History Snippet – “Paddler Report on Tokyo Olympics………..”
For those of you yearning for more live-to-air 'Tokyo action' we can now deliver a paddler report ………………………………………………dredged-up from those in our club who competed back in 1964!
Our Olympians those 57 years ago were:
L to R. Marg Buck, Fred Wasmer, Elke Sager (non-Olympian), Vid Juricskay at our FCC Centenary Celebration
Marg Buck: Women’s K1 500m & K2 500m – finalist K2 & semi-finalist K1
What is amazing about Marg’s story is that she first stepped into a canoe in 1961 when she joined FCC. Next thing we know…… she is representing Australia in Tokyo 1964.
It transpires that upon her selection, the “local Ringwood community got behind me, and raised enough money to buy a new boat from over in Denmark and it was delivered to Tokyo directly, a timber, double ply, beautiful boat”. As a result, Marg had to train in unfamiliar surrounds mastering her brand-new untried craft!
Marg goes on to explain: “When we got to the lake all these other teams were out with their motorboats & their coaches, which we didn't have in our team. This meant the water was rougher and this water was combined with our jet-lag as well. So it was quite an experience. Added to this, (back in Melbourne) I'd been doing our training around my working times, because I'd kept working. I was used to coming down at six o'clock in the morning and also paddling at five o'clock at night. Of course, the boat sheds in Tokyo weren't open at those times!”.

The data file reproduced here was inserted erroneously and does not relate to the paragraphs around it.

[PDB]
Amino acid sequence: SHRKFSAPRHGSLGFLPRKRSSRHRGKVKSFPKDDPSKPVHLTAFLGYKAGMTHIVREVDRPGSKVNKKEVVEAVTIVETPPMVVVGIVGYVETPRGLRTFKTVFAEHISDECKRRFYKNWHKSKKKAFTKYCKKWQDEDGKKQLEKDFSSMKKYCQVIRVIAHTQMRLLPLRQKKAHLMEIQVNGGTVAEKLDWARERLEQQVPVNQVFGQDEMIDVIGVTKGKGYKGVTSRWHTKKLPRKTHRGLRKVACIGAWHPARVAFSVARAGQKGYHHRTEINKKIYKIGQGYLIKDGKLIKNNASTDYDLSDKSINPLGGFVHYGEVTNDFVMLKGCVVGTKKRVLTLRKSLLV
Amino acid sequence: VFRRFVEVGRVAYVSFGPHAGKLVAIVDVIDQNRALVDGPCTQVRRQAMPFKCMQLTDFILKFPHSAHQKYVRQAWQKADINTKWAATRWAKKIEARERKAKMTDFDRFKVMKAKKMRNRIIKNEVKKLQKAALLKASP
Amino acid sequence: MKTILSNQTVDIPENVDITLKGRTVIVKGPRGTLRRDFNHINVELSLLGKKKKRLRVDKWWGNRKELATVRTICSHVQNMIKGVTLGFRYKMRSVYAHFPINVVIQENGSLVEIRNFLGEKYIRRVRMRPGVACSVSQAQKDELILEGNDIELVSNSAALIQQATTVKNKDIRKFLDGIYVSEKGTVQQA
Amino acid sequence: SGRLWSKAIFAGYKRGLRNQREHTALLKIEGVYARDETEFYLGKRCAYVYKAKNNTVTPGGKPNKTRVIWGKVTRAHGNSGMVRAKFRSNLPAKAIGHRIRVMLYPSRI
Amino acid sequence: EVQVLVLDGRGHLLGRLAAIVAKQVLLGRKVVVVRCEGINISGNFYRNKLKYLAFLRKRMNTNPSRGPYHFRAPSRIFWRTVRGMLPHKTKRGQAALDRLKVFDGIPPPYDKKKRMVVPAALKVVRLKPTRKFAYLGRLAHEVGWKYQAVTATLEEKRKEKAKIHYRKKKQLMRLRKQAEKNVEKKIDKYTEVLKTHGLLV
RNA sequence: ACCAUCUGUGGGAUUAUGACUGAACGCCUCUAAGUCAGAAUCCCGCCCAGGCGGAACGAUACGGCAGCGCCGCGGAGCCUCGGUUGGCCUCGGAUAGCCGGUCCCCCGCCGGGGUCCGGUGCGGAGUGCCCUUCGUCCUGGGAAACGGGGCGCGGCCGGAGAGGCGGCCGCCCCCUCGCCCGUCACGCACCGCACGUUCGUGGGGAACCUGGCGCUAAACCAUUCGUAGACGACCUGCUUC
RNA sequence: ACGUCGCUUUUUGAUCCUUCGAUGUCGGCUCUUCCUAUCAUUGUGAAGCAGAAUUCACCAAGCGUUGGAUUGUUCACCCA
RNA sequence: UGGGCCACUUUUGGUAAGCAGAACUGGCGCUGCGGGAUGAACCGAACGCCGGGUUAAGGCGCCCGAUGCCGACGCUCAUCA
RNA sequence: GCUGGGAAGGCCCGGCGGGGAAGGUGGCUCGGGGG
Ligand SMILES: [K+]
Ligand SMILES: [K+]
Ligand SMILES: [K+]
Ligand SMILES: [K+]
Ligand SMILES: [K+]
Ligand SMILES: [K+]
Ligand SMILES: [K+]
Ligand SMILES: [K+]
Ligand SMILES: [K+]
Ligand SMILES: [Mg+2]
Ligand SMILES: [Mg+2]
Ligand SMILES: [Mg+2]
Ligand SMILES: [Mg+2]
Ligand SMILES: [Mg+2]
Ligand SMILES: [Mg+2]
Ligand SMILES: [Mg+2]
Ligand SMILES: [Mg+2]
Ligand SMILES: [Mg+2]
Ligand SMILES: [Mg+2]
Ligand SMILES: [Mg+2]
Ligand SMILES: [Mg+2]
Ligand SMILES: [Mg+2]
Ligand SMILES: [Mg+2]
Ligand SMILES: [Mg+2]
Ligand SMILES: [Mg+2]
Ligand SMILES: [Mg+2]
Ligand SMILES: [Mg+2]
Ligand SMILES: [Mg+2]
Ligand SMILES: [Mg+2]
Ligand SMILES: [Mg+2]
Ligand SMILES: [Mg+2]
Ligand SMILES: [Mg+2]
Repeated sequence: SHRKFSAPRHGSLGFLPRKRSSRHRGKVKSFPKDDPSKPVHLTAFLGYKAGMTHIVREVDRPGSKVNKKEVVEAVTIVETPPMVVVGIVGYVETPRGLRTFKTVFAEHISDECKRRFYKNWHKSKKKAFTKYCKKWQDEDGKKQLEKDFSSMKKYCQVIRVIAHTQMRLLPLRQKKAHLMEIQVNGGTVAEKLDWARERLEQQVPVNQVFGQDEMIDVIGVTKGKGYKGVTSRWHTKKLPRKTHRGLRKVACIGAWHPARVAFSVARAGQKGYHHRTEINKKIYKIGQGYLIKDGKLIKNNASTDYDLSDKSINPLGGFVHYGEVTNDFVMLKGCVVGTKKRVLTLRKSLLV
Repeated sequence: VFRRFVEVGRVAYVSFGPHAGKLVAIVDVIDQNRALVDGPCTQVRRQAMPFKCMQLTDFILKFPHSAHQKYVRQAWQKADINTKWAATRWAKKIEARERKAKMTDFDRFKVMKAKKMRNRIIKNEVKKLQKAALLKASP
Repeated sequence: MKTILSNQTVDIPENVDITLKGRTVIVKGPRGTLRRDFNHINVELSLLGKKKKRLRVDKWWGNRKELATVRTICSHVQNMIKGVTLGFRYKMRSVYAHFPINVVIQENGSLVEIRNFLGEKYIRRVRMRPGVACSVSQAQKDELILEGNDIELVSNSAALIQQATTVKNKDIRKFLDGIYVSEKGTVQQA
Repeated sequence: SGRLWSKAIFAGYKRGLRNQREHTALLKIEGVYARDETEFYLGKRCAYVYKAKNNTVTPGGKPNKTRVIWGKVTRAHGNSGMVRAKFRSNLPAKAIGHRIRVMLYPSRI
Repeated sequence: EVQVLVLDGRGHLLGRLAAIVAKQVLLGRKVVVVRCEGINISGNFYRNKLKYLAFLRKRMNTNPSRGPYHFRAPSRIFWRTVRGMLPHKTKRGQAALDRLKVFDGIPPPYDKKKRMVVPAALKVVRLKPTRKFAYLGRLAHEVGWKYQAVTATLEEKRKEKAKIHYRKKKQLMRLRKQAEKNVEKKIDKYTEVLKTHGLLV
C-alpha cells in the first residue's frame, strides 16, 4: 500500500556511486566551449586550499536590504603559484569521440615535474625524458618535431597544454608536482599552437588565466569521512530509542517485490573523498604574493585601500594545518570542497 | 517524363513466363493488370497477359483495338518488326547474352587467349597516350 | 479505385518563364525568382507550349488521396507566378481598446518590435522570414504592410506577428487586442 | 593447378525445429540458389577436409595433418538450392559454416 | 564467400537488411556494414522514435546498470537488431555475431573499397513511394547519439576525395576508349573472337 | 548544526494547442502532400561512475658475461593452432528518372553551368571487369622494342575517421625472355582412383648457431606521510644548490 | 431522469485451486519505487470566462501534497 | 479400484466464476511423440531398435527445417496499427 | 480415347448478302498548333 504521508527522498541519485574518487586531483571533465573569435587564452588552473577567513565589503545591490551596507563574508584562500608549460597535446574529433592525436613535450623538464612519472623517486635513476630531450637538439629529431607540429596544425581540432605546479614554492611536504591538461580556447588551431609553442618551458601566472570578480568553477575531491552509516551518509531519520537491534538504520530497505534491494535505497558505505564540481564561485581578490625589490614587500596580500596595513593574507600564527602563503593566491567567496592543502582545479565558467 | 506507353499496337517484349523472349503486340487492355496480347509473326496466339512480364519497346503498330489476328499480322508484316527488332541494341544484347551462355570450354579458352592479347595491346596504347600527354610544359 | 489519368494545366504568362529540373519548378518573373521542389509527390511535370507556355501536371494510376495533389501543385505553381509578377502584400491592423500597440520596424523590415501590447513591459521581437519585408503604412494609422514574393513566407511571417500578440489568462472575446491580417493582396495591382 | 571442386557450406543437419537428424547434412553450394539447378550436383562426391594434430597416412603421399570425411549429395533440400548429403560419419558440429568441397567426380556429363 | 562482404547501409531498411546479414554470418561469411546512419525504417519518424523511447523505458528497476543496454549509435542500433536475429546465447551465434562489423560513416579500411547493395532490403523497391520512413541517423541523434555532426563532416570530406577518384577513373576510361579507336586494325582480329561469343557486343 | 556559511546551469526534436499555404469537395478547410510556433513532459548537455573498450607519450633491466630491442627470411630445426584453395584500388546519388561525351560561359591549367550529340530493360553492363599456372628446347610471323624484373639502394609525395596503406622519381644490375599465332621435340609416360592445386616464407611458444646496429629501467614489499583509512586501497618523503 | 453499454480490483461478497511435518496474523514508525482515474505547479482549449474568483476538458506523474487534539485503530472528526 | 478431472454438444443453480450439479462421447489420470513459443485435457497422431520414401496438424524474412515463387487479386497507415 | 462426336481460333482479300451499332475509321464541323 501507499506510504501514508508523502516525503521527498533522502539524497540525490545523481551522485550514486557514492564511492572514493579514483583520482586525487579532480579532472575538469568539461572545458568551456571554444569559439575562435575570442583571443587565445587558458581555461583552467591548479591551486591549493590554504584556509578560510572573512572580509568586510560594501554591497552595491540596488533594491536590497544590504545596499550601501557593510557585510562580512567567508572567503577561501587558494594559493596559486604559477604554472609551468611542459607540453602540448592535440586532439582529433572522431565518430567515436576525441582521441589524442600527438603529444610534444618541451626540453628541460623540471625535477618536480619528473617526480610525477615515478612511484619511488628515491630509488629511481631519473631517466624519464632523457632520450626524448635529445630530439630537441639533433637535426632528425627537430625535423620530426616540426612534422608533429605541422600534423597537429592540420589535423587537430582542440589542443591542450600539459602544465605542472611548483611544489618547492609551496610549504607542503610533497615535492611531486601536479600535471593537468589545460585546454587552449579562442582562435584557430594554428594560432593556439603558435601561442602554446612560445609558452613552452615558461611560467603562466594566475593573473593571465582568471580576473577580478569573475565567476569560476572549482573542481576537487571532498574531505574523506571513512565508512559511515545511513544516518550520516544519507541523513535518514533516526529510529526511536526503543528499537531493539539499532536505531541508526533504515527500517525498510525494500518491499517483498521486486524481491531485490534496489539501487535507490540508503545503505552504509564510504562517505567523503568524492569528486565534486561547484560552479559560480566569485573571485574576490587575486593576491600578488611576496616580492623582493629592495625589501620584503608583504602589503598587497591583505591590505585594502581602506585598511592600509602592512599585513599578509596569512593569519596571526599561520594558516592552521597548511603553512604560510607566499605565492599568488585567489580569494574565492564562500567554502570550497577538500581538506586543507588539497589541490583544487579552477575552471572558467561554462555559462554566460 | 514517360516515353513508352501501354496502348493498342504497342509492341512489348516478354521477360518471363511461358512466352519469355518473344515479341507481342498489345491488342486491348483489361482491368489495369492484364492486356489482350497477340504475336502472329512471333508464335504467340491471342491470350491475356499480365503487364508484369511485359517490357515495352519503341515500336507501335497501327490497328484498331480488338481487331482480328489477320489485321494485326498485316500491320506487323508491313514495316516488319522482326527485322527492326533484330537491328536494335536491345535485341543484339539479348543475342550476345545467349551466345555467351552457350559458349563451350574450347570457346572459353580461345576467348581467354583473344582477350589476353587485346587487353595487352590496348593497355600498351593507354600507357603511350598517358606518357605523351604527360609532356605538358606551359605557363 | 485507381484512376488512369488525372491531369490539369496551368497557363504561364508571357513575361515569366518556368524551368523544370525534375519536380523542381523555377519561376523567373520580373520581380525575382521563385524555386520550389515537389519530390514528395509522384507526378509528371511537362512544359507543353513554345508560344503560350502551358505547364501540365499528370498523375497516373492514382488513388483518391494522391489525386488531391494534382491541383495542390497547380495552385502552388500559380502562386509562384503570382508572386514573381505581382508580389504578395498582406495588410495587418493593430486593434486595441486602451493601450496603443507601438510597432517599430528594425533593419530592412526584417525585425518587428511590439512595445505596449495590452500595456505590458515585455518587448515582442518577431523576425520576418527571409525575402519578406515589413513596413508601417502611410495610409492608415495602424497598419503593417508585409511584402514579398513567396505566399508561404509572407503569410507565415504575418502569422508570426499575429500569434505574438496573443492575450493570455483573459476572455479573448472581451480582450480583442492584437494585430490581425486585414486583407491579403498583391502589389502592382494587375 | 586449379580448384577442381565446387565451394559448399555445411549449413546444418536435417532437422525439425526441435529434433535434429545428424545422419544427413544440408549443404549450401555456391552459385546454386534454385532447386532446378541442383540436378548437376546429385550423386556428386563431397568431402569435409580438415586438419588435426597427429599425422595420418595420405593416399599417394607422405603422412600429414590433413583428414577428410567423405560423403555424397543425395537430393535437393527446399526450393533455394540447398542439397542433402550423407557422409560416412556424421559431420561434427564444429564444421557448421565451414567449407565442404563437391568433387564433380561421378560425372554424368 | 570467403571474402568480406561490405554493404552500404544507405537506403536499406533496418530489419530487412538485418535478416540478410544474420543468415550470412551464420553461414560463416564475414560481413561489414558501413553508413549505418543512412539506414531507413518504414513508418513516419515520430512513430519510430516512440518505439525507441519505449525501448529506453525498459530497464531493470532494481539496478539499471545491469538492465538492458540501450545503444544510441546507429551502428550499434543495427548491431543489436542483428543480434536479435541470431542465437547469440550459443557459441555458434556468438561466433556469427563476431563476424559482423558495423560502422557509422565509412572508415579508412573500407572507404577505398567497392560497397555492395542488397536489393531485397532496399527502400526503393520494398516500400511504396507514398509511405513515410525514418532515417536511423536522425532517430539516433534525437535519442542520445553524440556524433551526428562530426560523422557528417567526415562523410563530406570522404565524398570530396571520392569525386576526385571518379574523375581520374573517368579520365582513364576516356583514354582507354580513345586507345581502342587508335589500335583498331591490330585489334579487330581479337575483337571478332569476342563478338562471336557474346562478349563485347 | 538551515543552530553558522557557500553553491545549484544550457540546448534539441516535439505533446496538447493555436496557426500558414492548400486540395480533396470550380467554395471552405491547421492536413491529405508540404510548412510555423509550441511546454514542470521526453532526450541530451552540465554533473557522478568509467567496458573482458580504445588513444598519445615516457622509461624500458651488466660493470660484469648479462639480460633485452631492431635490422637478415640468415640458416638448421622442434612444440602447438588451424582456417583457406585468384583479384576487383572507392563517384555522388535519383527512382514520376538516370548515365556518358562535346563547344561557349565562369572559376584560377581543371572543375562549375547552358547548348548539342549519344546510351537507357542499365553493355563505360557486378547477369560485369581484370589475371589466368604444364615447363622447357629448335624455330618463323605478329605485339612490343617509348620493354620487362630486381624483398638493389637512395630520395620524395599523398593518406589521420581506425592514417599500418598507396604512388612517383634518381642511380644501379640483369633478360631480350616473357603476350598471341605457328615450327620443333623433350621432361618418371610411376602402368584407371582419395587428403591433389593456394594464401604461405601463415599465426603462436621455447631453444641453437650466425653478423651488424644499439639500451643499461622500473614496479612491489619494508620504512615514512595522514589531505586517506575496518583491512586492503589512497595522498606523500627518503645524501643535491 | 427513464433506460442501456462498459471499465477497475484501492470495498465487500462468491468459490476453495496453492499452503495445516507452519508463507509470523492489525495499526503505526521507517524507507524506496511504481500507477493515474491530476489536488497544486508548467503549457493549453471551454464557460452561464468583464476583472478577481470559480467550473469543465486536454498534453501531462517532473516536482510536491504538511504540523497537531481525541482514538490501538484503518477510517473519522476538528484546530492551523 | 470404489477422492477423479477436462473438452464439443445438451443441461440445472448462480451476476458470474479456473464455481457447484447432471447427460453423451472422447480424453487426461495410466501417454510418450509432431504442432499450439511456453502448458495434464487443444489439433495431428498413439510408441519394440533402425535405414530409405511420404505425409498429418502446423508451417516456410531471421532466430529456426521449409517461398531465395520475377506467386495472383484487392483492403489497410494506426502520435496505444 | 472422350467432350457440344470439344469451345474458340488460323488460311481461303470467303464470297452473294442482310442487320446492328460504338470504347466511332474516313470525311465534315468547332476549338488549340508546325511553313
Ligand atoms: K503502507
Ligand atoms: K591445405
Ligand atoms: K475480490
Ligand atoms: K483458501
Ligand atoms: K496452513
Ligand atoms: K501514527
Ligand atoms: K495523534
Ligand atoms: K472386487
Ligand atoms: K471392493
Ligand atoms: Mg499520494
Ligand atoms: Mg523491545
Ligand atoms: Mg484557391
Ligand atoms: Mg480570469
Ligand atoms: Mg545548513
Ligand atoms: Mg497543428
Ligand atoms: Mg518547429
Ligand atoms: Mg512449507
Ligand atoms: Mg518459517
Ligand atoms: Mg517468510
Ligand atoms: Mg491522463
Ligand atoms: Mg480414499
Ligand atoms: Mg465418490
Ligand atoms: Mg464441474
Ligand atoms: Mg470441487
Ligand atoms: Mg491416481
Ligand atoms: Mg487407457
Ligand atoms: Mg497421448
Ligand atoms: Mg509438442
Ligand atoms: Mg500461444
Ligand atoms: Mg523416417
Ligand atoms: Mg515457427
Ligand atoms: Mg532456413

Fred Wasmer: Men’s C1 & C2 1000m – semi-finalist in each event
"How to get your boat to Tokyo the easy way"
After the 1960 Olympic games, the ruling on the C2 canoe specifications changed with the length of the boat increased to be the same length as a K2.
This immediately presented us with a major problem as we could not afford to buy a new boat from Europe or even get one built in Australia by a professional boat builder. The only solution was to build it ourselves!
The first obstacle was to get material light and strong enough for the boat. We finally found 1mm thick aircraft quality plywood. This turned-out to be WW2 surplus from Japan where it was used to build the Zero fighter-plane’s outside skin cover. Vid and I finally managed to build the boat, a bit “Jerry built” but was OK. We used our boat to win the selection race for the 1964 Games. It certainly looked good after a few coats of varnish and was ready to “return to Japan”!
At this time I was working at National Instrument Company (NIC) which was part of the Ansett Aeroplane group of companies.
To my surprise they offered to buy us a boat from Europe and have it delivered direct to Tokyo. This was a fantastic news, but it was nearing the time for the kayaks and canoes to be loaded onto the ship for transport to Sagamiko, Tokyo. I went to the Manager at NIC and asked him about our canoe. He said; “Not to worry, the canoe will be in Japan by the time you arrive”. I pointed out that all the Olympic boats will be loaded onto the ship and if our boat was not loaded and the boat NIC promised us from Europe did not arrive in time, we will be without a canoe! I was reassured that as Ansett was also an airfreight company, all would be fine.